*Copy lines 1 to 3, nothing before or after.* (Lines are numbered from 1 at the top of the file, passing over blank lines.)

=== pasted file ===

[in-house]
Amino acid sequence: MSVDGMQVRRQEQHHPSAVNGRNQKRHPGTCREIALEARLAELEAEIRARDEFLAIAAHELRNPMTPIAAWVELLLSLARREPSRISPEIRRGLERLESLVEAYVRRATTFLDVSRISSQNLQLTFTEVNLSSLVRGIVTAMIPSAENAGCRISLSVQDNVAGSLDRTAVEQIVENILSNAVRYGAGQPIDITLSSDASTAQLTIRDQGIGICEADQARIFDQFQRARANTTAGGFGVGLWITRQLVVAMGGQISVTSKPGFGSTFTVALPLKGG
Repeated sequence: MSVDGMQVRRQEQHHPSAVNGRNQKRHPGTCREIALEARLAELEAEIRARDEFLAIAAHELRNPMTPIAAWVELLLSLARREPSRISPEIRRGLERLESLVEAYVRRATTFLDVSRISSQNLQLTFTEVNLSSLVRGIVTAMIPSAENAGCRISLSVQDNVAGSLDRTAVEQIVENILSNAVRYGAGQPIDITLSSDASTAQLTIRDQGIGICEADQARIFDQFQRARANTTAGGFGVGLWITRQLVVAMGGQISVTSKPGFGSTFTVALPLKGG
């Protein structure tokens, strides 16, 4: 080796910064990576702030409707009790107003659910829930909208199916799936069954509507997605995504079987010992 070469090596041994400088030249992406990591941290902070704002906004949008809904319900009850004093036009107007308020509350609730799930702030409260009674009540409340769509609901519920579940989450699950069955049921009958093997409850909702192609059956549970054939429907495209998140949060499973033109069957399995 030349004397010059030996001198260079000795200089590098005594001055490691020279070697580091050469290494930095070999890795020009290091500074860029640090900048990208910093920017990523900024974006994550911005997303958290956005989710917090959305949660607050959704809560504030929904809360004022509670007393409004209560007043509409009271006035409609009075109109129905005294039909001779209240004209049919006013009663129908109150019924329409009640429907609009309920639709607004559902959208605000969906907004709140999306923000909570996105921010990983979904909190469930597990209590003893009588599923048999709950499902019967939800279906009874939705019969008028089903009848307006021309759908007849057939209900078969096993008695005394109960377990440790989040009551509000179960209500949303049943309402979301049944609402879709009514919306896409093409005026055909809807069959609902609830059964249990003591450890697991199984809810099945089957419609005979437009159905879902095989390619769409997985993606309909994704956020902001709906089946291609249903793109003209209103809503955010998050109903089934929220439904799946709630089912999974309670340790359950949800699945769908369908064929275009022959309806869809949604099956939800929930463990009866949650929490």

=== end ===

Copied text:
[in-house]
Amino acid sequence: MSVDGMQVRRQEQHHPSAVNGRNQKRHPGTCREIALEARLAELEAEIRARDEFLAIAAHELRNPMTPIAAWVELLLSLARREPSRISPEIRRGLERLESLVEAYVRRATTFLDVSRISSQNLQLTFTEVNLSSLVRGIVTAMIPSAENAGCRISLSVQDNVAGSLDRTAVEQIVENILSNAVRYGAGQPIDITLSSDASTAQLTIRDQGIGICEADQARIFDQFQRARANTTAGGFGVGLWITRQLVVAMGGQISVTSKPGFGSTFTVALPLKGG
Repeated sequence: MSVDGMQVRRQEQHHPSAVNGRNQKRHPGTCREIALEARLAELEAEIRARDEFLAIAAHELRNPMTPIAAWVELLLSLARREPSRISPEIRRGLERLESLVEAYVRRATTFLDVSRISSQNLQLTFTEVNLSSLVRGIVTAMIPSAENAGCRISLSVQDNVAGSLDRTAVEQIVENILSNAVRYGAGQPIDITLSSDASTAQLTIRDQGIGICEADQARIFDQFQRARANTTAGGFGVGLWITRQLVVAMGGQISVTSKPGFGSTFTVALPLKGG